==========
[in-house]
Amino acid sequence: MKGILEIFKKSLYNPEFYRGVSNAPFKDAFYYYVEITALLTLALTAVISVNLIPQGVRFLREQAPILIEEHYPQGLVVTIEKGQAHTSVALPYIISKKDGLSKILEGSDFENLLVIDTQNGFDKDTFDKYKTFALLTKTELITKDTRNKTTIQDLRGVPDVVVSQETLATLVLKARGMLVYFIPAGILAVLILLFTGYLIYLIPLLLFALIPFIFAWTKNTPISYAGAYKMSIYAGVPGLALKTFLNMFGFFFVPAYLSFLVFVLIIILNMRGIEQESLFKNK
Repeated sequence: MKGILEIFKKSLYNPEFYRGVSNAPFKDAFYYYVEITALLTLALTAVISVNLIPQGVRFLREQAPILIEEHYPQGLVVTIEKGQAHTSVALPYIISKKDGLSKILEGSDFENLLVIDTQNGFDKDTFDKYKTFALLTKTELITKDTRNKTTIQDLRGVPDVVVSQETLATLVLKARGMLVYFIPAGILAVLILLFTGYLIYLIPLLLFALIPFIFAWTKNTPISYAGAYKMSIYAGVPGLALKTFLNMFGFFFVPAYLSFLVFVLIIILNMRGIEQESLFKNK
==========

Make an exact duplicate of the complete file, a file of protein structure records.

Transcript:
[in-house]
Amino acid sequence: MKGILEIFKKSLYNPEFYRGVSNAPFKDAFYYYVEITALLTLALTAVISVNLIPQGVRFLREQAPILIEEHYPQGLVVTIEKGQAHTSVALPYIISKKDGLSKILEGSDFENLLVIDTQNGFDKDTFDKYKTFALLTKTELITKDTRNKTTIQDLRGVPDVVVSQETLATLVLKARGMLVYFIPAGILAVLILLFTGYLIYLIPLLLFALIPFIFAWTKNTPISYAGAYKMSIYAGVPGLALKTFLNMFGFFFVPAYLSFLVFVLIIILNMRGIEQESLFKNK
Repeated sequence: MKGILEIFKKSLYNPEFYRGVSNAPFKDAFYYYVEITALLTLALTAVISVNLIPQGVRFLREQAPILIEEHYPQGLVVTIEKGQAHTSVALPYIISKKDGLSKILEGSDFENLLVIDTQNGFDKDTFDKYKTFALLTKTELITKDTRNKTTIQDLRGVPDVVVSQETLATLVLKARGMLVYFIPAGILAVLILLFTGYLIYLIPLLLFALIPFIFAWTKNTPISYAGAYKMSIYAGVPGLALKTFLNMFGFFFVPAYLSFLVFVLIIILNMRGIEQESLFKNK